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echo minarosa

master pollinator
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since May 22, 2018
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monies home care fungi foraging plumbing urban food preservation bee building homestead ungarbage
KY - Zone 6b (near border of 6a), Heat Zone 7, Urban habitat
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Recent posts by echo minarosa

I don't have the ability to burn in my cite. No fires of any kind. That also keeps me from using any biochar.

I thought about some of the methods mentioned but I need to process a lot. I'll give a look to the others. Thanks all!
2 days ago
There are several papers in primary literature about Chinese mantis hummingbird predation. Additionally, there is a European paper dealing with the documentation of MANY species of birds being predated by Chinese mantises. I think I also remember they've been documented in literature preying on birds on all continents except Antarctica. In the three years I've been killing them, Carolina mantises have rebounded within my yard in a huge way.
3 days ago
So, with my sudden embarrassment of riches with respect to eggshell sourcing I am finding my normal method to be inadequate. In the past I was dealing with much smaller quantities. I have been trying to do it the same but I have shells stacking up. I'd like to make eggshell powder (or even fine sand) but on a larger scale. My little nutribullet can only do so much before it overheats and quits. Then it takes hours to cool down. I now have probably three 5-gallon buckets of crushed with more shells coming this week. Has anyone used a larger system? Thoughts?
4 days ago

D Tucholske wrote:

--Persimmon. These only grow in southern Ohio, but there are domesticated European & Asian Persimmons, some varieties of which you can grow in northern Ohio, if you want. The taste is similar to peaches in the ones I've had, but with a plum-like texture & no pit.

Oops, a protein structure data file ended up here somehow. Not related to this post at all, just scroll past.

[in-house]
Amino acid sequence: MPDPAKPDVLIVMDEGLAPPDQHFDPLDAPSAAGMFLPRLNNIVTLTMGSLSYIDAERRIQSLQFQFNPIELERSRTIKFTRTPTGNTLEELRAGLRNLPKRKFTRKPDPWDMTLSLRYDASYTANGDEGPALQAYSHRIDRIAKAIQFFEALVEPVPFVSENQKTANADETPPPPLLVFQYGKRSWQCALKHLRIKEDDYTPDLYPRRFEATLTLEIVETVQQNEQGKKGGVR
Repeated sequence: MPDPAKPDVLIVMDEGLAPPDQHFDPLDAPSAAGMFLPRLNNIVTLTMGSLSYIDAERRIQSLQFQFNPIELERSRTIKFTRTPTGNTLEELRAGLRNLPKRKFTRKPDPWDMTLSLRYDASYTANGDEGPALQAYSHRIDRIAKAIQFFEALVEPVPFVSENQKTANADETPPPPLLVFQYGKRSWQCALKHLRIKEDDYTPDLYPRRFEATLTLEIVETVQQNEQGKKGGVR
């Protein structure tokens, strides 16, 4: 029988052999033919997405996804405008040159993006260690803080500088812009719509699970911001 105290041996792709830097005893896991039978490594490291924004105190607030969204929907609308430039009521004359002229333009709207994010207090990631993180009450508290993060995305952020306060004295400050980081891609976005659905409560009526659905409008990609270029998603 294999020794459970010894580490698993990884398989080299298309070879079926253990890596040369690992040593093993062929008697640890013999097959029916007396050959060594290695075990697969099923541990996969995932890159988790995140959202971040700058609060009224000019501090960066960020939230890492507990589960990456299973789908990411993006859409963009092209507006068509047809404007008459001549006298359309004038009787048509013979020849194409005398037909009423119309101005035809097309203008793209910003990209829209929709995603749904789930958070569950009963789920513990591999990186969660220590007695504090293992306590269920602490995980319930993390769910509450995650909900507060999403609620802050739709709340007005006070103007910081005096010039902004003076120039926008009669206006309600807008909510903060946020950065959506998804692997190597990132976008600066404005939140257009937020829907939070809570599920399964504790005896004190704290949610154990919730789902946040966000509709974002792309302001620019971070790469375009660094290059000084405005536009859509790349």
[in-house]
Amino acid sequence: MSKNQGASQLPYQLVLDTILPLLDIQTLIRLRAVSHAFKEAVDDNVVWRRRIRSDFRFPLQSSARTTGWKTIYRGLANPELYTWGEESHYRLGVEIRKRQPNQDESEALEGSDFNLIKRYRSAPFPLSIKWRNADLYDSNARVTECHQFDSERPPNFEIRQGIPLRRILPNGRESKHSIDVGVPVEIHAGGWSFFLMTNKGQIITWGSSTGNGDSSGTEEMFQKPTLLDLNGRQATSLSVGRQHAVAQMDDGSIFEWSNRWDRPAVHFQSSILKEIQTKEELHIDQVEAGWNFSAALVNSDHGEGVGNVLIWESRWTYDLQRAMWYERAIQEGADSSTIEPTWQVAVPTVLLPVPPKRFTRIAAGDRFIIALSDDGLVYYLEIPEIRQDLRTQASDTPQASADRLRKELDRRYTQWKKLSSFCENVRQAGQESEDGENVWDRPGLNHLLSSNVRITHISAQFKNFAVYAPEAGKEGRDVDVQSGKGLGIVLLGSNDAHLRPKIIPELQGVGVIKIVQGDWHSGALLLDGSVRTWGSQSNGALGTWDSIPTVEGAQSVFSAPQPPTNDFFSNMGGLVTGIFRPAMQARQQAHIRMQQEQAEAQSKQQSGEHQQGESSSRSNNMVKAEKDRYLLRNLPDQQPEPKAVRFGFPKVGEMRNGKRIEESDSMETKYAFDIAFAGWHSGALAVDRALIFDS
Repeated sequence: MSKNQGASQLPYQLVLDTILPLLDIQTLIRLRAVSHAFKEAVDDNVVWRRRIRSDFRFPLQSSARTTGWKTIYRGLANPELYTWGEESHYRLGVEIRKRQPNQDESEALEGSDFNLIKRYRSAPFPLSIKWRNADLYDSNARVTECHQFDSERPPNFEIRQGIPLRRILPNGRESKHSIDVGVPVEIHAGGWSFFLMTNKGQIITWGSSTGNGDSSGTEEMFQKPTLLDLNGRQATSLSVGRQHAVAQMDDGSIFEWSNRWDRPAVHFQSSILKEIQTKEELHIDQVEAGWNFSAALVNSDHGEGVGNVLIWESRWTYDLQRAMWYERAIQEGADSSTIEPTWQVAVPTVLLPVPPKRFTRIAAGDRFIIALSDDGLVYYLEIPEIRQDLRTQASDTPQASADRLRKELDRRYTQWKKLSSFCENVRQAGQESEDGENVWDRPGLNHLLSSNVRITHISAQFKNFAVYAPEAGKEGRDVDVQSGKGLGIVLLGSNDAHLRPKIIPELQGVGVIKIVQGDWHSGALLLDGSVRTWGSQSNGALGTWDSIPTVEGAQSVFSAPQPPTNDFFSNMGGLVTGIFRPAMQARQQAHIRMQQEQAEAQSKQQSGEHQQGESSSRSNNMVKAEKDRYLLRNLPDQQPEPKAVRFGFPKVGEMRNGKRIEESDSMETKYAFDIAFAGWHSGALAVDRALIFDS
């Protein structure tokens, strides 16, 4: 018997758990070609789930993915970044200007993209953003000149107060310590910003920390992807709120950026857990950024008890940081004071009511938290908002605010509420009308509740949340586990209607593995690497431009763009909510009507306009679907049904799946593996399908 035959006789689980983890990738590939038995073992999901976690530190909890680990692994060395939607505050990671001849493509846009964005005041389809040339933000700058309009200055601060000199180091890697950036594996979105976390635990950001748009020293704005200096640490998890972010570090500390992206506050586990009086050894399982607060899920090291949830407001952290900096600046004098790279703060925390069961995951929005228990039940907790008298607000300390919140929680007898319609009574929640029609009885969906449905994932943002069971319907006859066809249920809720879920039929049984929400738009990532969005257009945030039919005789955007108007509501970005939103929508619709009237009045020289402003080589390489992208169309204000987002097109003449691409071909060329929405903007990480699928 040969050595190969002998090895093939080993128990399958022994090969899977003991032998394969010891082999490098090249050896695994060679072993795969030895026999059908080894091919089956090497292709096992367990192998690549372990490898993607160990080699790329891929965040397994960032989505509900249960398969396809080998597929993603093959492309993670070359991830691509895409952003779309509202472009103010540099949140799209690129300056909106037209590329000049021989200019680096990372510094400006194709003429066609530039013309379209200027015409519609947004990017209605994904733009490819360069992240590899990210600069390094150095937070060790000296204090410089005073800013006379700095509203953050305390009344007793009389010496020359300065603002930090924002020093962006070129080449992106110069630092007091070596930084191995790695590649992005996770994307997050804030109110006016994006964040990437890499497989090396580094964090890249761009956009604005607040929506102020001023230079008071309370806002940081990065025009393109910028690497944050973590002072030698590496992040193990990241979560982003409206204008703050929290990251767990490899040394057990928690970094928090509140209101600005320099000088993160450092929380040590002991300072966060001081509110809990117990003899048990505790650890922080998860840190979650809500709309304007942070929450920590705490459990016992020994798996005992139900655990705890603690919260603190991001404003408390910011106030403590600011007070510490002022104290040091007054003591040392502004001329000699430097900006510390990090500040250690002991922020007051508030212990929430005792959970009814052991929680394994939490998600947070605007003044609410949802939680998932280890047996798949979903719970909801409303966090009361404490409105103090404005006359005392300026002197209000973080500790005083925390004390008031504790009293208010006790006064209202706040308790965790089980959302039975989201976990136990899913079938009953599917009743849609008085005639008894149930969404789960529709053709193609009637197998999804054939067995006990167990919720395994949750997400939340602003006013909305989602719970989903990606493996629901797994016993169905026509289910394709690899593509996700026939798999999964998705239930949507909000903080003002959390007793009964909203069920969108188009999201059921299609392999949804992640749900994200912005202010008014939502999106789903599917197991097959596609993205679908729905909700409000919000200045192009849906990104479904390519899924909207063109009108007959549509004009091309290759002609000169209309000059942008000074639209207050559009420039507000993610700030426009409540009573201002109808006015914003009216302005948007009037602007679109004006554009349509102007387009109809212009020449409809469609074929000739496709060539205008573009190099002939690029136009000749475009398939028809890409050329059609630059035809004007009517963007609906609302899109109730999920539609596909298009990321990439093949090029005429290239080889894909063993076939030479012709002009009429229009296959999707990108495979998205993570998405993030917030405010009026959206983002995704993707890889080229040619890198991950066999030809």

Native persimmons, Diospyros virginiana, should exist in every county in Ohio.
5 days ago
Not permaculture in the strict sense but here is last year. The lawn trembles when I walk by. Hopefully, even more substantial changes are on tap for 2021.
5 days ago
This was harder for me than I thought it would be. I grabbed two abused chisels from a thrift store. I don't have the expensive stones in some of the videos but a shop I'm currently working at had a bench grinder so I watched all the chisel sharpening videos, I went with the one featuring a bench grinder. I finished the sharpening on board mounted 600 grit emery paper.

The one in the video seems much nicer with respect to the stages you can use to balance and guide to the grinding surfaces. I sharpened a thin chisel with a blade thinner than the grinding wheel and one that was thicker. While I didn't fine either easy, I learned a lot for next time. The thinner blade was easier on the wheel than trying to go side-to-side with the thicker chisel. I had a heck of a time trying to grind a straight cutting edge given all the motion. Even with much care it was difficult for me. Even though I used water as a coolant, I still ended up overheating a bit. Anyway, while mine aren't nearly as pretty as those in the videos, they were brought back to a decent blade and worked well on some scrap stock. I hope to use them on some wood windows that have some rot in them soon. Anyway, good exercise for me. Hopefully next time I can make them a bit more pretty.
1 week ago
Depends on where you are I guess. Here, clover dies off in the Fall and all winter long anywhere there was clover turns into mud. We are active in the garden year-round so for that reason alone, while we have clover, we hate it come winter.
2 weeks ago
Here's my smoke alarm install submission...
2 weeks ago

Rebecca Norman wrote:The seeds and the fresh or dried leaves are used in South Asian cuisine, called methi in Hindi and Indian English. It's not used in many dishes, though. Overuse can make your sweat smell distinctive! Long ago I thought it was cumin doing that, but it's the fenugreek. I haven't run into fenugreek in East Asian cuisine, but it could be there in some countries, I don't know.

It's a legume, an annual and seems to me that it would be a good thing to grow in the annual herb garden, like coriander/cilantro.



Given the sweat smelling issues, I wonder if I want to use it! :D
2 weeks ago

Mk Neal wrote:I have read that fenugreek seed is used for artificial "maple" flavor.  If you smell the seeds, it does make sense.



It absolutely does. I can smell them through the packet. Do the greens have that taste?
2 weeks ago